Manufacturers plan to raise production from 2.2 million automobiles this year to 2.4 million next year, an increase of nine percent, said David Barrientos, spokesman for the National Association of Car and Truck Manufacturers (ANFAC).
Although Spain has no automobile maker of its own, it hosts 17 factories run by 10 foreign manufacturers.
As a result, Spain was the second-largest automobile producer in Europe after Germany in 2012.
The industry, which accounts for about 10 percent of Spain's total economic output, aims to boost output to three million vehicles in 2016.
Almost 90 percent of the cars made in Spain are destined for export.
"Domestic demand is beginning to pick up timidly, notably thanks to scrappage incentives," ANFAC president Rafael Prieto said at an industry forum in Madrid organized by ANFAC and consultants PricewaterhouseCoopers (PwC).
"But we have still got a long way to go," he cautioned.
The car industry's sales slumped from 1.7 million in 2007 to 700,000 in 2012, said PwC Spain chief Carlos Mas. "But it managed to fight back by taking advantage of the dynamism of the foreign market," he added.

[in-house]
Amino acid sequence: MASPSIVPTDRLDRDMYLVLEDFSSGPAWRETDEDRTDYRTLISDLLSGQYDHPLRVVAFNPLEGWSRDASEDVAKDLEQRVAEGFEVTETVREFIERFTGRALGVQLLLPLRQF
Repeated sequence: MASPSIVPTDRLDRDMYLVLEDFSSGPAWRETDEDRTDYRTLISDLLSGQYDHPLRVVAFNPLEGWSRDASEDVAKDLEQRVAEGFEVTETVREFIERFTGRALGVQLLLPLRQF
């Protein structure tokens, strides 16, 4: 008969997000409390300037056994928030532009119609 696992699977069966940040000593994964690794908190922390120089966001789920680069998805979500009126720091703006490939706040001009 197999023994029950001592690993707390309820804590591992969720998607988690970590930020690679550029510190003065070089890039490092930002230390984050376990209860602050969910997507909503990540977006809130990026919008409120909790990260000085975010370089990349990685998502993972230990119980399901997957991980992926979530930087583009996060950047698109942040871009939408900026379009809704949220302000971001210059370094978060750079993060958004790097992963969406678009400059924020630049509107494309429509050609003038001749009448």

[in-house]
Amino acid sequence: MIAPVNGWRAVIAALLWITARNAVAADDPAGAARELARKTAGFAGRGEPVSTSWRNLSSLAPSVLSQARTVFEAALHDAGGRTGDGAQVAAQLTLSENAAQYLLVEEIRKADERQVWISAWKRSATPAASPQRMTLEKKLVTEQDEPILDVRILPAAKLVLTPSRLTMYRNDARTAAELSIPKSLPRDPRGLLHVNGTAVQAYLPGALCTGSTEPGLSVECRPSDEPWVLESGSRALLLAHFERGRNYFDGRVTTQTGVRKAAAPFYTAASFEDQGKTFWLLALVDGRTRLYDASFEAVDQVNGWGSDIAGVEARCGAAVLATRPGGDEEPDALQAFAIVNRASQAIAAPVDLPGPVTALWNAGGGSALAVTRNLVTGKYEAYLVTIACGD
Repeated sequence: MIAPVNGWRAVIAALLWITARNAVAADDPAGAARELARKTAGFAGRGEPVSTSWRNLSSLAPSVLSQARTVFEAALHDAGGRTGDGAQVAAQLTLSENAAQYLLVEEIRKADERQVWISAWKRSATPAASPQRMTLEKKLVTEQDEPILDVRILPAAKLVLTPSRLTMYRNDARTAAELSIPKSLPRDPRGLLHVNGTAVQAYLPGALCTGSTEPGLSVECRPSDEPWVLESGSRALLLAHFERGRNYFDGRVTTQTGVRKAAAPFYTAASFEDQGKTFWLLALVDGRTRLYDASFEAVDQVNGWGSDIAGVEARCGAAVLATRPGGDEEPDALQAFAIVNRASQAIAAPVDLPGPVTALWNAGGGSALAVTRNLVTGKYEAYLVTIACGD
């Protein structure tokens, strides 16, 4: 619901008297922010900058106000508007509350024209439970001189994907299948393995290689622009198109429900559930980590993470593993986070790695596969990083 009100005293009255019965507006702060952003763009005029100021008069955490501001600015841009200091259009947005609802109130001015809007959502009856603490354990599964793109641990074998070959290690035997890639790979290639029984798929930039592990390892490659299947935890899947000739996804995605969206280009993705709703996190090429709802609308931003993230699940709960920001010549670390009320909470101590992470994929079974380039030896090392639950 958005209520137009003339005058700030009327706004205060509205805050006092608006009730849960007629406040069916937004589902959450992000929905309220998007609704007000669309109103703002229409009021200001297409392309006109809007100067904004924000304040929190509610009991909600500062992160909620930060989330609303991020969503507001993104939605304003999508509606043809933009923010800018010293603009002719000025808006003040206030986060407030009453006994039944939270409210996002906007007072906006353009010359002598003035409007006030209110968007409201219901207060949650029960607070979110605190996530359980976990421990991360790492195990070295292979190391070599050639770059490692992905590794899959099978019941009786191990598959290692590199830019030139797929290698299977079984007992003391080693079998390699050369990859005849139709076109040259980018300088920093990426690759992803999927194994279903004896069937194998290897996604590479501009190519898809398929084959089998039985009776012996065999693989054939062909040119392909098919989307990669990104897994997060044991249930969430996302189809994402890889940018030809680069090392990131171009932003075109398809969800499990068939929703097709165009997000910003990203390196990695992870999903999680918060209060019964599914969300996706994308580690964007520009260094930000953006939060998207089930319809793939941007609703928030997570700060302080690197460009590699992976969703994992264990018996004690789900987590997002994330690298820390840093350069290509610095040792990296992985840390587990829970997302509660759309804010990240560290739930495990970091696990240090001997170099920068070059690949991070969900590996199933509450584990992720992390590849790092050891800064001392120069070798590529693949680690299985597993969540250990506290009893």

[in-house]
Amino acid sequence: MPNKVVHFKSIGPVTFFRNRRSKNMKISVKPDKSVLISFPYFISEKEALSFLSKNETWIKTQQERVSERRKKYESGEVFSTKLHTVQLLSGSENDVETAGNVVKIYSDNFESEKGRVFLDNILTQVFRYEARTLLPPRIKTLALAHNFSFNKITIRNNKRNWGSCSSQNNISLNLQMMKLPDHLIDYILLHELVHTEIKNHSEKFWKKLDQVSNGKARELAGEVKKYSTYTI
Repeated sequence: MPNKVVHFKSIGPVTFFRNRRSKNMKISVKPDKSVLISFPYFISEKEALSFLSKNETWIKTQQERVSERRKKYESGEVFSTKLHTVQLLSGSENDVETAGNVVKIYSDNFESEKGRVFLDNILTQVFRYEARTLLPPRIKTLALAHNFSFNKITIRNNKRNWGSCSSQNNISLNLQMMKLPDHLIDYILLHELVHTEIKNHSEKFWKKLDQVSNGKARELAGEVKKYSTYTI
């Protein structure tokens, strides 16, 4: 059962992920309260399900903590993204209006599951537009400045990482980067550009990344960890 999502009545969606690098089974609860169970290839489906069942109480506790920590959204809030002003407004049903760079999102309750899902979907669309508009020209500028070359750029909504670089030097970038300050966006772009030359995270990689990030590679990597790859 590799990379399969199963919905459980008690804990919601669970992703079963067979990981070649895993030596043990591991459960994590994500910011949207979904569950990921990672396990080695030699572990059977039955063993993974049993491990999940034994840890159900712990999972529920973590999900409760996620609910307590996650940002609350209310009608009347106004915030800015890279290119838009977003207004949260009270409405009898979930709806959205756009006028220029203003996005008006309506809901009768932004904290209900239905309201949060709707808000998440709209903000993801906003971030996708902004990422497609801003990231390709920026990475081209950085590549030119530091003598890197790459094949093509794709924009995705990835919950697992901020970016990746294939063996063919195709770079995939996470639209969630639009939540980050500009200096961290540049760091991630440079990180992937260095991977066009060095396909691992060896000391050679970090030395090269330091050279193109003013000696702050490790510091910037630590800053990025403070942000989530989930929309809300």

The automobile sector employs some 250,000 people and is key to the Spanish labour market, stricken by an unemployment rate of 26.3 percent.
Unions have had to cede salary cuts and greater flexibility, however, to lure the production of new models to Spain.
General Motors' Opel and PSA Peugeot Citroen announced this month they would both build their next generation small people carriers in the same factory in Figueruelas, northeastern Spain, as part of the new strategic alliance between the US and French car makers.